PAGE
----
The Polonia Triangle

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By Shannon Smith

       Wicker Park looks like many other neighborhoods in Chicago. On every corner there are franchises such as CVS, Subway and McDonald’s.

Wicker Park used to be a thriving Polish community, but lately, there has been a dramatic decrease in the amount of Poles.

“Gentrification is the main cause,” said Adam Aksnowicz is a 22- year-old docent at the Polish Museum of America. He grew up in Arlington Heights and he earned a history degree from the University of Illinois Chicago.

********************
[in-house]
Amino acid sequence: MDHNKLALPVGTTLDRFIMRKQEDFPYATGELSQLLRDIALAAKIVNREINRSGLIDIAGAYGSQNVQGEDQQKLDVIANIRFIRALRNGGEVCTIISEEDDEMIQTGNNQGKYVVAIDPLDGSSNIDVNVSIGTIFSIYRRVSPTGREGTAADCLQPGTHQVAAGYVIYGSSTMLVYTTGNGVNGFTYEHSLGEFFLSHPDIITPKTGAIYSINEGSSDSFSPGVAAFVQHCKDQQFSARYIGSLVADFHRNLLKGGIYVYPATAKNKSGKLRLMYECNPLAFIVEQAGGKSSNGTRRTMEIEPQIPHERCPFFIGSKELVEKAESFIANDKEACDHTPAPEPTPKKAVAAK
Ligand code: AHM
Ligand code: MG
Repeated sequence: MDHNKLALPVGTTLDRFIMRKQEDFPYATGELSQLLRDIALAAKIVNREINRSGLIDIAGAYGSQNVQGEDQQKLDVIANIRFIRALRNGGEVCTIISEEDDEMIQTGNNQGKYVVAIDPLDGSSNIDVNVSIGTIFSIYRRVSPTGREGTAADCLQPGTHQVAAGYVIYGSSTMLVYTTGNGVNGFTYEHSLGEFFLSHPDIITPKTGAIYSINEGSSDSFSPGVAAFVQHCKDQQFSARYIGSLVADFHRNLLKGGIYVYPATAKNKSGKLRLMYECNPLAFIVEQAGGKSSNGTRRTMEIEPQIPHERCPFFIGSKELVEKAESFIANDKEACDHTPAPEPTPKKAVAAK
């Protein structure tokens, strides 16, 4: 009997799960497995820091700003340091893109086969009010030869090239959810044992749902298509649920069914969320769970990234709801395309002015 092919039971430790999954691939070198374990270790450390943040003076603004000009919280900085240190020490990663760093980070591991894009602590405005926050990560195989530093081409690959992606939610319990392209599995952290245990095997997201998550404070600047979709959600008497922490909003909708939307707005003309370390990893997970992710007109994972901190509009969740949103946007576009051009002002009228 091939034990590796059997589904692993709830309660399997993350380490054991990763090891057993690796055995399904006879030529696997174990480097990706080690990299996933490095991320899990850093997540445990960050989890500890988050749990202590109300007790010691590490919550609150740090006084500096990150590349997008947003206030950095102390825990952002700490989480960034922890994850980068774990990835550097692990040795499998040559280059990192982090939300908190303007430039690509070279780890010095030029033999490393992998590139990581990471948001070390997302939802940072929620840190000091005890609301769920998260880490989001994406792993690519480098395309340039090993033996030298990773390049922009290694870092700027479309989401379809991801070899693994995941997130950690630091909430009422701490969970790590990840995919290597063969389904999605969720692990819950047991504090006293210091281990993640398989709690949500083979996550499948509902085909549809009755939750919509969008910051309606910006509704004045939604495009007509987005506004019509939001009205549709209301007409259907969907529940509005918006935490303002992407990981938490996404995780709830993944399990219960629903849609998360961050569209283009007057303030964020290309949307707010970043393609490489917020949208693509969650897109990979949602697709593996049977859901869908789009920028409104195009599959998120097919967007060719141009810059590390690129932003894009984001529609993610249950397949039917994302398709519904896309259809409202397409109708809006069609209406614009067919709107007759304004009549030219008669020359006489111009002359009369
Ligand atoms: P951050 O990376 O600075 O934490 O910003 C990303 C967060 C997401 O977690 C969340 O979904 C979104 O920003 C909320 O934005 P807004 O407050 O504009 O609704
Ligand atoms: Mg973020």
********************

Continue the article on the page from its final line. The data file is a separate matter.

The older generations of Poles in Wicker Park kept the traditions alive while the younger grew up differently and were more Americanized and that lead to gentrification of the area, Aksnowicz said

Another person trying to keep Polish culture alive is Helena Madej, a 76-year-old owner of Podhalanka restaurant.

“This neighborhood has changed the past 15 years. It is better because before it was very dangerous,” she said.

Madej has lived in Wicker Park for 30 years and she noticed the change in the population of Poles in the area. Wicker Park used to be a dangerous area and that may be the reason for the Polish population leaving, she said.

“Customers change; when I came to the area a lot of Polish people lived here, 15 years, later it changed, Polish people left.” Madej said.

“I am happy though that the neighborhood has changed, it is much safer now.”

 

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